I've never lived on the Island full-time, but I have spent a considerable portion of my life there. When I was born, my parents owned Hideaway Lodge. (My mother loves to tell people how was was breastfeed in a particular cabin there. I'm still in therapy.) When I was jut over a year old, my parents sold the lodge and bought a property in the Bay Estates, off highway 6 near Ten Mile Point - no hydro or running water! When I was six or seven (in the mid-eighties), my parents bought Sunset Motel and Cottages in Little Current, which we have owned ever since.

At the moment, I have a major desire to learn more about the Island and bring information about it to the world. One way I want to do this is to expand the number of entries about the Island on Wikipedia, a free, online encyclopedia that anyone can add information to. The other way will be to create a website about the Island that has a real community feel to it. A kind of photographic tour of the island with lots of personal stories. I'd like to website setup so that anyone can contribute. That will come later.

In the meantime, please join the community and post your own Manitoulin Island experiences and let us know about upcoming events!
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Subject:Introduction
Posted by:quill18.
Time:11:10 am.
From Wikipedia:

Lake Huron's Manitoulin Island is the world's largest freshwater lake island, with an area of 2,766 square kilometres (1068 square miles). Part of Ontario, Canada, the island separates the larger part of Lake Huron to its south and west from Georgian Bay to its east. Manitoulin Island itself has 108 freshwater lakes - some of which have their own islands. Lake Manitou is the largest lake in a freshwater island in the world. The island has three rivers: the Kagawong, Manitou and Mindemoya Rivers, which provide spawning grounds for Atlantic Salmon and trout.

There are 18 towns on Manitoulin, which includes six Ojibwa reserves. During the summer months the population on the island grows by more than a quarter of its usual size due to the popularity of boating and other activities offered to tourists.

The Island is generally considered to be a continuation of the Niagara Escarpment, a geological structure running south into Niagara Falls and continuing into New York. The Cup and Saucer Hiking Trail, which climbs the escarpment, provides a spectacular lookout over the island.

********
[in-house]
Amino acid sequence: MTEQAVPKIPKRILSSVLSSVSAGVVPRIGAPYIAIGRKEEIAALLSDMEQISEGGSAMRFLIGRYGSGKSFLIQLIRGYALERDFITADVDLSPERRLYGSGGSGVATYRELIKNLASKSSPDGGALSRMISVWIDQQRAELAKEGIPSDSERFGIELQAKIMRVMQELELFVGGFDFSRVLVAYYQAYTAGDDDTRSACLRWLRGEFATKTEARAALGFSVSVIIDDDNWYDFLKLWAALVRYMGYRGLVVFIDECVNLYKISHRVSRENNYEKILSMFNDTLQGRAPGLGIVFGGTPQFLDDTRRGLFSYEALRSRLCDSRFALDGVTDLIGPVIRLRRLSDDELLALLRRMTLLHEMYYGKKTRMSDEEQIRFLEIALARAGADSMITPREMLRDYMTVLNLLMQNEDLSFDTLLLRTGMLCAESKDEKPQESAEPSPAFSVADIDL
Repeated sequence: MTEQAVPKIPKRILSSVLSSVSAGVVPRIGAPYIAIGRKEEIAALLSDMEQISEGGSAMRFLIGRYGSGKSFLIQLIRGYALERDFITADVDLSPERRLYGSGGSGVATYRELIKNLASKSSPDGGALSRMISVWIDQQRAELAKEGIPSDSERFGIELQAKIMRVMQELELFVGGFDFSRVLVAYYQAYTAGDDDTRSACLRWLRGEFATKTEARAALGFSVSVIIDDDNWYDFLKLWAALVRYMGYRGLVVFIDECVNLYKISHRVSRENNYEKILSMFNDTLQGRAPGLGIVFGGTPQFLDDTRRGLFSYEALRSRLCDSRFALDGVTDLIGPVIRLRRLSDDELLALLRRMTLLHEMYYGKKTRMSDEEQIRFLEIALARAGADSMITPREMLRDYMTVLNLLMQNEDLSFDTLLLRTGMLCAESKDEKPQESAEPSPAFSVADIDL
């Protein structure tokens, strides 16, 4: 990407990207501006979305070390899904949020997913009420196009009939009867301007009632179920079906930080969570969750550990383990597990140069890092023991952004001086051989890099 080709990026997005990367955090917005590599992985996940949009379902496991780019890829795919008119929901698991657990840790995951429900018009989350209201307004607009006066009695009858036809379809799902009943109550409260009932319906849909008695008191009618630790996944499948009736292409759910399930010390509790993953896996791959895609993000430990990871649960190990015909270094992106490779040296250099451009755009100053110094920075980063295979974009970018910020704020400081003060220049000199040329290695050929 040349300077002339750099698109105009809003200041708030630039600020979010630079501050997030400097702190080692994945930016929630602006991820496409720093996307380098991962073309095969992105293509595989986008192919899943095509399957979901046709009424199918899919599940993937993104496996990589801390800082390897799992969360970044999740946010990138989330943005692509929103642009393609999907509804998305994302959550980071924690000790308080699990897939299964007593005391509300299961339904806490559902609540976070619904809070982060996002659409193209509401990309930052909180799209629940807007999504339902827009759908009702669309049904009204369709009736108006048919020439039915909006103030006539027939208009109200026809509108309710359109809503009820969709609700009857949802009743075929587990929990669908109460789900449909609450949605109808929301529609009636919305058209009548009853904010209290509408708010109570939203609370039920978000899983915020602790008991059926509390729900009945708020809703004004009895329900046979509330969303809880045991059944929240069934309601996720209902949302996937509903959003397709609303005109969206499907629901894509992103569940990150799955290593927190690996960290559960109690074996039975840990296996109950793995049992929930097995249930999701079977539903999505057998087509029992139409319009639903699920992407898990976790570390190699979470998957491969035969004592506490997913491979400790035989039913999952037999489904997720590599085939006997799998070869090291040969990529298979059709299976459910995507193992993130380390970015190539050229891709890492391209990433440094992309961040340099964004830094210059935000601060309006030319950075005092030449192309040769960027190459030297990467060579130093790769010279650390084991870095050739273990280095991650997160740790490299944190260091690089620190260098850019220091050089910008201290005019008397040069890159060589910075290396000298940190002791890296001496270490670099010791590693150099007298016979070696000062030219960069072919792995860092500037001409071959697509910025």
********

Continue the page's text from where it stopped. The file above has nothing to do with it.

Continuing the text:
Year-round motor vehicle access to the island is via a one lane swing bridge that crosses the North Channel at Little Current. From late spring to early October, a daily passenger-vehicle ferry, the Chi-Cheemaun, travels between Tobermory on the tip of the Bruce Peninsula and South Baymouth on Manitoulin Island.

Manitoulin Island's soil is relatively alkaline, which precludes the growth of common Northern Ontario flora like blueberries, and allows for the island's trademark hawberries. These berries are so distinctive that the island's residents are referred to as Haweaters. Each year on the August long weekend, the island hosts the Haweater Festival. The festival is a large tourist draw and includes parades, firework shows, craft shows, and rural competitions such as horse pulls.

History

"Manitoulin" means "spirit island" in the Ojibwe language. The island was a sacred place for the native Anishnabe people who were Ojibwe, Odawa and Potawatomi.

The North Channel was part of the route used by the voyageurs to reach Lake Superior. The first known European to settle on the island was Father Joseph Poncet, a French Jesuit, who set up a mission near Wikwemikong in 1648. The Jesuits called the island "Isle de Ste. Marie". Diseases introduced by the visitors had a devastating effect on the island's population. Raids from the south by the Five Nations Iroquois drove the remaining people from the island by 1650. According to oral tradition, the island was burned to purify it as they left and it remained largely unsettled for the next 150 years.

Native people began to return to the island following the War of 1812. In 1862, the Manitoulin Island treaty opened up the island for settlement by non-native people. The Wikwemikong chief did not accept this treaty and that reserve remains unceded.